Tabletop Games 
  • GURPS:
    • The 3E supplement Warehouse 23 has an entry on a Crystal Skull. It's a Famously Mundane, Fictionally Magical version of a crystal skull that was found in Real Life in British Honduras in the 1920s. It allows its owner to cast the Divination spell, and it can use all Telepathic powers on its own.
    • Their rather humorous site related to said sourcebook also has a number of related artifacts submitted by fans. Such as a headless Crystal Skeleton.
  • The Mayan-themed board game Tzolkin features crystal skulls as a resource. They're used to take actions on the Chichen Itza section of the board, which scores big points and allows you to advance up one of the three temple tracks (which can net you even more points).
  • Scion: Dr. Aaron Tigrillo, Scion of Tezcatlipoca, has a Crystal Skull to act as his guide, and source of magic.
  • Yu-Gi-Oh! TCG: Chronomaly Crystal Skull is based on "Crystal skulls".
  • A sorcerer whose pursuit of immortality led to him becoming a skull encased in crystal appears in the "Freedom's Reach" (Sword and Sorcery Freedom City) setting for Mutants & Masterminds, as the equivalent of the Brain in a Jar archetype.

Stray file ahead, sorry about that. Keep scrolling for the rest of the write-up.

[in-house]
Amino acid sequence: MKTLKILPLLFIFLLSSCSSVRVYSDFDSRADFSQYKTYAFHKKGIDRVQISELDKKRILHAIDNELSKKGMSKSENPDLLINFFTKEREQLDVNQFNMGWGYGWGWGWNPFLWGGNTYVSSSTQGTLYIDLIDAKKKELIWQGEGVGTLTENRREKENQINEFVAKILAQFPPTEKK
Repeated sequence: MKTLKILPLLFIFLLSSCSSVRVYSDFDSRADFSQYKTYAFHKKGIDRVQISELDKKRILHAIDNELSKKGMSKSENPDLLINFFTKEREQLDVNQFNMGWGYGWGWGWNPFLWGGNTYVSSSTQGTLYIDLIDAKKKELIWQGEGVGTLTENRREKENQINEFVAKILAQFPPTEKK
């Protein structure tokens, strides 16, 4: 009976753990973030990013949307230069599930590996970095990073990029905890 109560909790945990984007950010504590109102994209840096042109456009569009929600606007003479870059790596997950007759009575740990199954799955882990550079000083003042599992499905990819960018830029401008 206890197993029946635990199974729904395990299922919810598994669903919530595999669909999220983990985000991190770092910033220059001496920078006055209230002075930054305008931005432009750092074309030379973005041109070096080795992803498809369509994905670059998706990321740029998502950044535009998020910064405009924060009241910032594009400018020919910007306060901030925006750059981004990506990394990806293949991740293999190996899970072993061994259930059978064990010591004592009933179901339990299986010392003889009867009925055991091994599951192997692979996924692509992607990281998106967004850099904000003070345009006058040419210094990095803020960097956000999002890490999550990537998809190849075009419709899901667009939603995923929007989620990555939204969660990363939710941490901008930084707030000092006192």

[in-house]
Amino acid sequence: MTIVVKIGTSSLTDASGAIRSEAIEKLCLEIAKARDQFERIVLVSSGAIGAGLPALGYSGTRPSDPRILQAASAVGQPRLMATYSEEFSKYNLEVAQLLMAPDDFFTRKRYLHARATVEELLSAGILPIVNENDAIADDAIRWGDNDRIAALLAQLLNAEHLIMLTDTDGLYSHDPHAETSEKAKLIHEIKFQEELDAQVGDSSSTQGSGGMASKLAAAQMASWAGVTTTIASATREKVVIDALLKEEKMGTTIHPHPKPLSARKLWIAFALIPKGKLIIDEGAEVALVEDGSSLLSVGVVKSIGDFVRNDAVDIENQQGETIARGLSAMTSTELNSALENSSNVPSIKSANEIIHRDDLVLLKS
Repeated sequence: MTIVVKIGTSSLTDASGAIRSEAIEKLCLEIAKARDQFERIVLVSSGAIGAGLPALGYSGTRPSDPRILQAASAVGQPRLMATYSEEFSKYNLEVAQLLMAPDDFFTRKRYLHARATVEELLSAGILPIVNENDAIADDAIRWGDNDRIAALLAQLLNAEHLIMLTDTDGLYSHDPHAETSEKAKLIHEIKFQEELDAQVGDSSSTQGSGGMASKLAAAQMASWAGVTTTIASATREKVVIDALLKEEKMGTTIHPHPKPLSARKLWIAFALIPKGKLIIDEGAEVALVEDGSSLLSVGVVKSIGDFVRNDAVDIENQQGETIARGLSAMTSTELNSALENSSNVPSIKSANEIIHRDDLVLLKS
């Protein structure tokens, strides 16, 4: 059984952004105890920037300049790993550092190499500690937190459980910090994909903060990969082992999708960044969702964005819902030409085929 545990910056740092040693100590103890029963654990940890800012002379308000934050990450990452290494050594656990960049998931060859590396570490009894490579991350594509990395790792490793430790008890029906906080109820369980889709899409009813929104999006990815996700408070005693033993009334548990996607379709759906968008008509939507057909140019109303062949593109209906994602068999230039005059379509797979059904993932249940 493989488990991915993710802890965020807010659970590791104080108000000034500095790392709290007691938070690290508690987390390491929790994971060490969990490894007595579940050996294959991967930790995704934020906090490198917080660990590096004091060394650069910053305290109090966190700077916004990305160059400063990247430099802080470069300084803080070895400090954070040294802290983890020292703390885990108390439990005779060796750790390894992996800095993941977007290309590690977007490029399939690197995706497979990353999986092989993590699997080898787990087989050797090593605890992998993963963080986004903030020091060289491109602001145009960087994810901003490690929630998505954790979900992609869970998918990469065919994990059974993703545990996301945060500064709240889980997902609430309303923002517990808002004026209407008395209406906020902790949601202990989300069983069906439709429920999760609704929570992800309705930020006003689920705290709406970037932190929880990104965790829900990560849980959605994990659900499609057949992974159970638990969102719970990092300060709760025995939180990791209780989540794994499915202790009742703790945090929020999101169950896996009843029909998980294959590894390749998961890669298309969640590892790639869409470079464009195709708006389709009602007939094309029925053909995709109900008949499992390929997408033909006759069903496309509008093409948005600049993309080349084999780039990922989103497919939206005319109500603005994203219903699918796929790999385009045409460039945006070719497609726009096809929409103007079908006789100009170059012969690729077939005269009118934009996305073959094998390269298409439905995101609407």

• Dungeons & Dragons: Crystal skulls appear in the Dragon article "Relics of Myth" as epic-level artifacts. The "Aztec" skulls (meaning the ones in the British Museum and the Smithsonian) are "just" epic-level scrying crystals. The "Mayan" skull (meaning the Mitchell-Hedges skull) is an epic-level scrying crystal and fires Eye Beams, but is also cursed, casting a symbol spell on anyone who scries with it.

    Theme Parks 

    Video Games 
  • Atlantis III: The New World revolves around a crystal skull that contains the secret to humanity's evolution.
  • Assassin's Creed IV: Black Flag has a data file about crystal skulls that you can obtain by hacking a computer at Abstergo Entertainment in the modern-day section. Later, in Edward Kenway's story, a crystal skull turns out to be the Macguffin, as in, the object that makes the Observatory so sought after by the Templars.
  • Devil May Cry 3: Dante's Awakening: A door leading to the top of Temen-ni-gru requires two of these to open; one is already in its pillar, while the other has to be found in a certain room.